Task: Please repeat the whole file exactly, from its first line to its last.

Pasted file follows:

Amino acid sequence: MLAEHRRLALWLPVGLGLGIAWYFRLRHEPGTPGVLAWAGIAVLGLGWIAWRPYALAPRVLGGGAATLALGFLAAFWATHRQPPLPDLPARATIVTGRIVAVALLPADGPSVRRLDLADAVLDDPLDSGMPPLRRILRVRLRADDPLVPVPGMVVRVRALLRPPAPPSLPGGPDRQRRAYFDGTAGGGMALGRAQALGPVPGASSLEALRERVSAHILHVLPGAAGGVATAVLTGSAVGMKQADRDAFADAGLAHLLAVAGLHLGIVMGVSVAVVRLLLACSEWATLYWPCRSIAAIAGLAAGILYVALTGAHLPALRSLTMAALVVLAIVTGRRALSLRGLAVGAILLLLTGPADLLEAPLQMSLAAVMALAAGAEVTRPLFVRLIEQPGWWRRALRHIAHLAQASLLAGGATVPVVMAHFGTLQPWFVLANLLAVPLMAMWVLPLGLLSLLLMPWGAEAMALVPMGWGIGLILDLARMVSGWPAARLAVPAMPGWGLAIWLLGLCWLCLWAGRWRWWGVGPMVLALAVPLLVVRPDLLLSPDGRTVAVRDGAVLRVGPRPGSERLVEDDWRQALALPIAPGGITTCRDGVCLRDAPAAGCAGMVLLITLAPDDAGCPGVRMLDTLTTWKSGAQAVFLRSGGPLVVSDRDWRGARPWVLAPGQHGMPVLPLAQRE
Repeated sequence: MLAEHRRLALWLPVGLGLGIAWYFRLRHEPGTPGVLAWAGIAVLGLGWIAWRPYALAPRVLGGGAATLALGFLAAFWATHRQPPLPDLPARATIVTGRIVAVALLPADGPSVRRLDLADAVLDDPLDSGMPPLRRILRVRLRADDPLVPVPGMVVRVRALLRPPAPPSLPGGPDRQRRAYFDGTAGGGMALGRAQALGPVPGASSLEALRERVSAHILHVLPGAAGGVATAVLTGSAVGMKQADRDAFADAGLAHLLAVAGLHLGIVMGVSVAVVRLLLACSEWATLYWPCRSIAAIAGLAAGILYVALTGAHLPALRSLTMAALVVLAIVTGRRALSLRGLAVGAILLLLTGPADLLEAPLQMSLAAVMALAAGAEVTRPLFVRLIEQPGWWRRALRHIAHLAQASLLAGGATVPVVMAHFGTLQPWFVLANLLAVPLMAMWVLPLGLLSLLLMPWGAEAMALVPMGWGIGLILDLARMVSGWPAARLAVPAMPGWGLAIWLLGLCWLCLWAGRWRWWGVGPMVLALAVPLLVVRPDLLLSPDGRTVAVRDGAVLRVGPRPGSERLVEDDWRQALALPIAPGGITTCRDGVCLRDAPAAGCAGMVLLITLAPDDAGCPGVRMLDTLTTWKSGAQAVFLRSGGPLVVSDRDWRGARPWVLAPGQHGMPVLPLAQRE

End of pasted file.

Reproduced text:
Amino acid sequence: MLAEHRRLALWLPVGLGLGIAWYFRLRHEPGTPGVLAWAGIAVLGLGWIAWRPYALAPRVLGGGAATLALGFLAAFWATHRQPPLPDLPARATIVTGRIVAVALLPADGPSVRRLDLADAVLDDPLDSGMPPLRRILRVRLRADDPLVPVPGMVVRVRALLRPPAPPSLPGGPDRQRRAYFDGTAGGGMALGRAQALGPVPGASSLEALRERVSAHILHVLPGAAGGVATAVLTGSAVGMKQADRDAFADAGLAHLLAVAGLHLGIVMGVSVAVVRLLLACSEWATLYWPCRSIAAIAGLAAGILYVALTGAHLPALRSLTMAALVVLAIVTGRRALSLRGLAVGAILLLLTGPADLLEAPLQMSLAAVMALAAGAEVTRPLFVRLIEQPGWWRRALRHIAHLAQASLLAGGATVPVVMAHFGTLQPWFVLANLLAVPLMAMWVLPLGLLSLLLMPWGAEAMALVPMGWGIGLILDLARMVSGWPAARLAVPAMPGWGLAIWLLGLCWLCLWAGRWRWWGVGPMVLALAVPLLVVRPDLLLSPDGRTVAVRDGAVLRVGPRPGSERLVEDDWRQALALPIAPGGITTCRDGVCLRDAPAAGCAGMVLLITLAPDDAGCPGVRMLDTLTTWKSGAQAVFLRSGGPLVVSDRDWRGARPWVLAPGQHGMPVLPLAQRE
Repeated sequence: MLAEHRRLALWLPVGLGLGIAWYFRLRHEPGTPGVLAWAGIAVLGLGWIAWRPYALAPRVLGGGAATLALGFLAAFWATHRQPPLPDLPARATIVTGRIVAVALLPADGPSVRRLDLADAVLDDPLDSGMPPLRRILRVRLRADDPLVPVPGMVVRVRALLRPPAPPSLPGGPDRQRRAYFDGTAGGGMALGRAQALGPVPGASSLEALRERVSAHILHVLPGAAGGVATAVLTGSAVGMKQADRDAFADAGLAHLLAVAGLHLGIVMGVSVAVVRLLLACSEWATLYWPCRSIAAIAGLAAGILYVALTGAHLPALRSLTMAALVVLAIVTGRRALSLRGLAVGAILLLLTGPADLLEAPLQMSLAAVMALAAGAEVTRPLFVRLIEQPGWWRRALRHIAHLAQASLLAGGATVPVVMAHFGTLQPWFVLANLLAVPLMAMWVLPLGLLSLLLMPWGAEAMALVPMGWGIGLILDLARMVSGWPAARLAVPAMPGWGLAIWLLGLCWLCLWAGRWRWWGVGPMVLALAVPLLVVRPDLLLSPDGRTVAVRDGAVLRVGPRPGSERLVEDDWRQALALPIAPGGITTCRDGVCLRDAPAAGCAGMVLLITLAPDDAGCPGVRMLDTLTTWKSGAQAVFLRSGGPLVVSDRDWRGARPWVLAPGQHGMPVLPLAQRE